Apples trees don’t like anything to grow near them

Crab Apple Tree by LostMyHeadache
Crab Apple Tree by LostMyHeadache

TheGardenLady received this question from Sandy.

We have a 50 year old crabapple tree in our back yard that is huge. We have tried hostas, astilbes, ferns and such around it and nothing seems to grow more than one year… any suggestions? Apparently the soil is very acidic due to the falling apples.

How very fortunate to have a 50 year old crabapple tree in your back yard! The spring bloom must be magnificent.

Apple blossoms were always my favorite blossoms in the spring. We had a huge old crabapple tree in our side yard that had loads of apples. The apples were too small to really use, so we fed them to the animals or composted them.

The tree was so huge that as a child we would climb its trunk till where it forked. And we always had a swing hanging from one of the biggest branches. I spent many hours on that swing. To make the swing my father used heavy rope over the tree branch and a board that he notched on either side. From the other big limb- this one lower down where the limb joined the trunk, the one where the trunk forked, my father always hung a hammock. One side of the hammock was attached to this lower limb and the other side was attached to a wooden pole that my father hammered into the ground at the perfect distance to enable the hammock to stretch. Again, as children, as many as three of us would lie on the hammock swinging it as high as we could. We tied a thinner rope to a pole at the side of the hammock that was used to pull us back and forth. My father also loved to lie on the hammock to rest after plowing or working in the field.

We never planted anything under the tree, for besides the swing and hammock, we also had chairs to sit on under the shade of the branches- a cool spot to chat with family or friends or a place to shell peas before the era of air conditioning.

Apple trees don’t like having anything grow under them because their roots really don’t want competition for soil nutrients or water. So why fight nature? If you don’t want to put cozy domestic items like chairs or swings under the shade of the tree, why don’t you consider putting some interesting sculpture or yard art under the tree.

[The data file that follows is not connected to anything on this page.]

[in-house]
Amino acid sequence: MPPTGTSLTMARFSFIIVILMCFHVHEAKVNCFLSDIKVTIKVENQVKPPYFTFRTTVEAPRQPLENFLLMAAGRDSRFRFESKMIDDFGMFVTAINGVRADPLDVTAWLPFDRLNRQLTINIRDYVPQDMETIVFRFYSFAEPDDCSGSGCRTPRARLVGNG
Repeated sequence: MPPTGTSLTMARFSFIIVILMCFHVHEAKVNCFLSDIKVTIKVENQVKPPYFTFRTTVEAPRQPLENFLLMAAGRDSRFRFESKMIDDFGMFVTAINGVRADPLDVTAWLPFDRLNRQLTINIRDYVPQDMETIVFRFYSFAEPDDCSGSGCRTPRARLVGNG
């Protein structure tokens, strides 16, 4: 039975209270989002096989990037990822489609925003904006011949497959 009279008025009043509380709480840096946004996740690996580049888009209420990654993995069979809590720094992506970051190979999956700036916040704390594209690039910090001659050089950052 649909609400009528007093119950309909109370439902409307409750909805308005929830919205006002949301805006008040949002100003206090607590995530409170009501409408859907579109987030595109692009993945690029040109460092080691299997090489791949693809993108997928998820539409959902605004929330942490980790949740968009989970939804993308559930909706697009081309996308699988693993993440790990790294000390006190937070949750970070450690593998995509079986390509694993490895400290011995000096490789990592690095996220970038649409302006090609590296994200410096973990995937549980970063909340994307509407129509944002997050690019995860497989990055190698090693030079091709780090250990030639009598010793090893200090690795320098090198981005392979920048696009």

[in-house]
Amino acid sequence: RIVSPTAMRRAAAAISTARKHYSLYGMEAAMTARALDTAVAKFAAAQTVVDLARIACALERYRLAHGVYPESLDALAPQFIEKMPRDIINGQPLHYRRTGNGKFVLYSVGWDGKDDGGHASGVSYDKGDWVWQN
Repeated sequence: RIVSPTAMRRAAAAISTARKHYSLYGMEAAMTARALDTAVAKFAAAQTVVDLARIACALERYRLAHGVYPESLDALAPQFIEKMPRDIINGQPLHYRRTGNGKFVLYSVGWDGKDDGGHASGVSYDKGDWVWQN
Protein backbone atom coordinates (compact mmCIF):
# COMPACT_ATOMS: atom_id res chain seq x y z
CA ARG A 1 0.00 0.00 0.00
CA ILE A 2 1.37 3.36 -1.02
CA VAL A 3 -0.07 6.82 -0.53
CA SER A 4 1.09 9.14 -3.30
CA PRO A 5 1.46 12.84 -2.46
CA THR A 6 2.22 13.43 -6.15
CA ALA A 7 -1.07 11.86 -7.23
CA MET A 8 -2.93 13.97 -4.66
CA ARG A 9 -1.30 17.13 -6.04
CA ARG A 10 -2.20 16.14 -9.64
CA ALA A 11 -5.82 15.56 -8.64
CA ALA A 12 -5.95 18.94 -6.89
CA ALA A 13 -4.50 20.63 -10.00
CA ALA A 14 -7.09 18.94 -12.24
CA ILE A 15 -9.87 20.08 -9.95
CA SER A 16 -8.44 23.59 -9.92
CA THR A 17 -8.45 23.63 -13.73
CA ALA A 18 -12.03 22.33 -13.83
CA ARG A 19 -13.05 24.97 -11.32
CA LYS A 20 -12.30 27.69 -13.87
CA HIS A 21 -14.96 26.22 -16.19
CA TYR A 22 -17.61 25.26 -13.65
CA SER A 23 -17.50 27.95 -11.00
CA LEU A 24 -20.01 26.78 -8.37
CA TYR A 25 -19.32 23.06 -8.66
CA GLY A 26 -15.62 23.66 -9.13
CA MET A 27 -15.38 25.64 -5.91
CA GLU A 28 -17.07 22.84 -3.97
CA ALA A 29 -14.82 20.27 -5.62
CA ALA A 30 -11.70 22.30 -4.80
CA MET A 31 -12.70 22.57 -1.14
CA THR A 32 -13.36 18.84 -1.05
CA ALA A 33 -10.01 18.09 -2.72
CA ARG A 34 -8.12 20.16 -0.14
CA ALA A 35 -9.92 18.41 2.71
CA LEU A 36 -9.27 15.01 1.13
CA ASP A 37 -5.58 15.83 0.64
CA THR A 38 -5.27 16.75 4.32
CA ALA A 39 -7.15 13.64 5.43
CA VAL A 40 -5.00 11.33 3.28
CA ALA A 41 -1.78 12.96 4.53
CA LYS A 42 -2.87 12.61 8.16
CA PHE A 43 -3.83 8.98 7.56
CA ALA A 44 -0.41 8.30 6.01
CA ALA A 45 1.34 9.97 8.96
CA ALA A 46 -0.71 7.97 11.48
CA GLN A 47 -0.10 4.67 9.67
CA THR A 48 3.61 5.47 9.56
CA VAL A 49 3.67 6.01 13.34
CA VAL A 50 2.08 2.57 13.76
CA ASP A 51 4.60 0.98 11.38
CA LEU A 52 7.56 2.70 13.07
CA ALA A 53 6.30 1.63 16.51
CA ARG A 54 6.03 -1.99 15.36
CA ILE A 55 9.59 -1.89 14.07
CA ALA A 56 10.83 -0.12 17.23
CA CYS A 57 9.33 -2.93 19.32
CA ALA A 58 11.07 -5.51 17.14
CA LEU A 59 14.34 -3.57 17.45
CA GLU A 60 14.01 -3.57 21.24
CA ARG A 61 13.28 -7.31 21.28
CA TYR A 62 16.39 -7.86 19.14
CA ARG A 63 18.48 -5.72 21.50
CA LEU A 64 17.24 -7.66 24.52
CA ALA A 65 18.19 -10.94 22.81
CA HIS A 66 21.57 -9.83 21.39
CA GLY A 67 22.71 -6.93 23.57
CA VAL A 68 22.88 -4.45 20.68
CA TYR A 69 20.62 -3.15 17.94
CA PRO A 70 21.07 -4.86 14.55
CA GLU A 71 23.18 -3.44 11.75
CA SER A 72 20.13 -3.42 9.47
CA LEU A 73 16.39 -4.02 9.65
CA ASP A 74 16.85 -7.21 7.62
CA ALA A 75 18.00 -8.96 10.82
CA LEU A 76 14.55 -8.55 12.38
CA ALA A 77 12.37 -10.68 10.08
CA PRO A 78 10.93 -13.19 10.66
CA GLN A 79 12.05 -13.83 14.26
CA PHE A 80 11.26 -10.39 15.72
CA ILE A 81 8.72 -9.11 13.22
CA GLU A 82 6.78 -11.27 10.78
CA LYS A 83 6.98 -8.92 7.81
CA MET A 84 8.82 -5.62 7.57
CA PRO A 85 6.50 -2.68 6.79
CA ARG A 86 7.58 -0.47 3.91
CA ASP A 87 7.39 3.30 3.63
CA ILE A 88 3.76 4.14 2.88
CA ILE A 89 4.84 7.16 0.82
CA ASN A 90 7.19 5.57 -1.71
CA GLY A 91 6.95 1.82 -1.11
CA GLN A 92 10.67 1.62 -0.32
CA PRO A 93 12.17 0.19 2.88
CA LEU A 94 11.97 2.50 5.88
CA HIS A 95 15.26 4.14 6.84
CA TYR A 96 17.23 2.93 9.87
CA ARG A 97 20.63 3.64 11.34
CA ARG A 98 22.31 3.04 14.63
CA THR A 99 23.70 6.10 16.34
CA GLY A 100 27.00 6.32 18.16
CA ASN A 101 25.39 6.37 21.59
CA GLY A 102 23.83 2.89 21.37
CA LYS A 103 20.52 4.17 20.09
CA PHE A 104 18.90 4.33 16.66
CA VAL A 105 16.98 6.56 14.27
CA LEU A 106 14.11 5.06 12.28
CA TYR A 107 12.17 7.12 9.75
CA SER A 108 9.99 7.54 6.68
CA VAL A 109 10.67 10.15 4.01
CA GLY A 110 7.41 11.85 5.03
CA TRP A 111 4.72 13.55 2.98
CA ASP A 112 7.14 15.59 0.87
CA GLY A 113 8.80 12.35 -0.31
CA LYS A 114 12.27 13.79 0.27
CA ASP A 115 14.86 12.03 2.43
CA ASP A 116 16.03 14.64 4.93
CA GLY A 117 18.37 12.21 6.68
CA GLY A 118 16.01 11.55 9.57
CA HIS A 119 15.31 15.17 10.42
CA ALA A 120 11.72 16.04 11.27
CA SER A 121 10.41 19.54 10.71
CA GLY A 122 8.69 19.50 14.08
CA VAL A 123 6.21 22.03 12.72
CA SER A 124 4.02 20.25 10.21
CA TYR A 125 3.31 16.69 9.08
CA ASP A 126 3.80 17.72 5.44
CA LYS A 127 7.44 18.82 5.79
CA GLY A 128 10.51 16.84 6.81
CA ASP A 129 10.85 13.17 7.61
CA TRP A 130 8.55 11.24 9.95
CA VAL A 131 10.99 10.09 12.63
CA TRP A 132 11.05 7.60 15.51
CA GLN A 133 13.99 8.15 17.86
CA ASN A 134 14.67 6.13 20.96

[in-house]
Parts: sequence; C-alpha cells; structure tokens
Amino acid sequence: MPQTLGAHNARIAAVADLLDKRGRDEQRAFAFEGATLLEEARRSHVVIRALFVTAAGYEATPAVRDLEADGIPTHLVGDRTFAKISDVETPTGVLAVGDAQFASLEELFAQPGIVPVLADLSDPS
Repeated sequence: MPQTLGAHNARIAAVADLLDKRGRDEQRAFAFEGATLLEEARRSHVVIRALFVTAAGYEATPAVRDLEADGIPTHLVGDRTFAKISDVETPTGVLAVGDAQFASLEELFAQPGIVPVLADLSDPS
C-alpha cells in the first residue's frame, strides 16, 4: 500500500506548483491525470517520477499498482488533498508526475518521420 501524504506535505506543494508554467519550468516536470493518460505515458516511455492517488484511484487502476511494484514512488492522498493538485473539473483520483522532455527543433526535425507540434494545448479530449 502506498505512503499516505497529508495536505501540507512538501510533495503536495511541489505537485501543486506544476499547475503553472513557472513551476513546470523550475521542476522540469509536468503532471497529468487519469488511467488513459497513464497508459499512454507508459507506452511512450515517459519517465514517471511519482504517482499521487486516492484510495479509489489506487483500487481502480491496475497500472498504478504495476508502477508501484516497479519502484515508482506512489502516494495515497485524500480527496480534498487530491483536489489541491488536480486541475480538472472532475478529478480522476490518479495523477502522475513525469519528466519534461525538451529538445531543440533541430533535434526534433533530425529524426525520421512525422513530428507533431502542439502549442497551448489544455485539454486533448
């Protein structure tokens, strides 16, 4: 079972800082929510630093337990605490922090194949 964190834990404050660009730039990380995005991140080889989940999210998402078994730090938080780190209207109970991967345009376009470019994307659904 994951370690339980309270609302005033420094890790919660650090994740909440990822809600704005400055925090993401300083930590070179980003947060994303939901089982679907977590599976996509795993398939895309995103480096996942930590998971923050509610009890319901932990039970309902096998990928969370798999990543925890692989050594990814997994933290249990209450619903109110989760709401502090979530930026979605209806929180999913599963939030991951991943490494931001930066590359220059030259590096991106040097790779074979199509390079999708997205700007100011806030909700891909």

I don’t think it is the nitrogen of the rotting apples that is affecting the plants. Apple trees like a soil with a pH between 6.0 and 6.5, but will tolerate soils with a pH between 5.5 and 8.5. The plants you tried to grow will tolerate the same pH the apple tree likes. But rotting apples give off a gas called ethylene gas. Some sources say this gas can affect the life of plants. “Ripening and rotting apples produce ethylene gas, which can affect the growth and flowering (and livelihood) of many plants by inhibiting the closure of the stomata, thus allowing excessive water loss from the plant. ” according to a writer to the Garden Web.

Why would you allow the apples to lie on the ground and not rake them up? If you have deer in your area, apple trees are a deer magnate and they would not only eat any apples lying around but would eat any plants like hostas you want to plant. Rotting apples are an insect attractant- yellow jackets love rotting apples. Yellow jackets get mad when disturbed and have a nasty sting. And rotting leaves or apples under the apple tree is a way of breeding diseases- something that apple trees are prone to get but you don’t seem to have. These fallen leaves and apples should be raked up and removed.

Mulching around the apple tree might be a suggestion. Straw and hay could be used if you don’t like the looks of the barren area under the tree.  See here.  You don’t want any mulching material that will pack down too much. And be careful of having anything near the trunk especially in the winter. Voles and mice can hide under mulch and do damage to your tree.

Some people have luck planting under an apple tree if the shade isn’t too dark. The general rule is not to plant anything too close to the trunk but to plant your plants at the drip line of the tree. The definition of the drip line is “The circle that could be drawn on the soil around a tree directly under the tips of its outermost branches. Rain water tends to drip from the tree at this point.” If you must plant around your tree, try planting at this drip line and see if you are successful. At the drip line, there is no competition for nutrients and water. And because there will be more sun here, you can try to plant more sun loving plants- though plants like hostas should survive here if you rake up the apples.

My mother loved morning glories. We got dappled sun through the leaves of our apple tree. She would plant a few morning glory seeds in a big bowl and put that bowl in the fork of the tree where it was secure. We would have the morning glory vines trailing up and down the tree with big blue morning glories blooming in the late summer.

One Reply to “Apples trees don’t like anything to grow near them”

  1. A friend gives us great big boxes of small Dolgo crabapples off his old tree, nd the two best things we have found to do with them are jelly and juice.

    Neither requires fancy prep, just wash, chop roughly in the food processor or by hand, cook with a very little water to get the juice out, strain, then make jelly or just can the juice as is.

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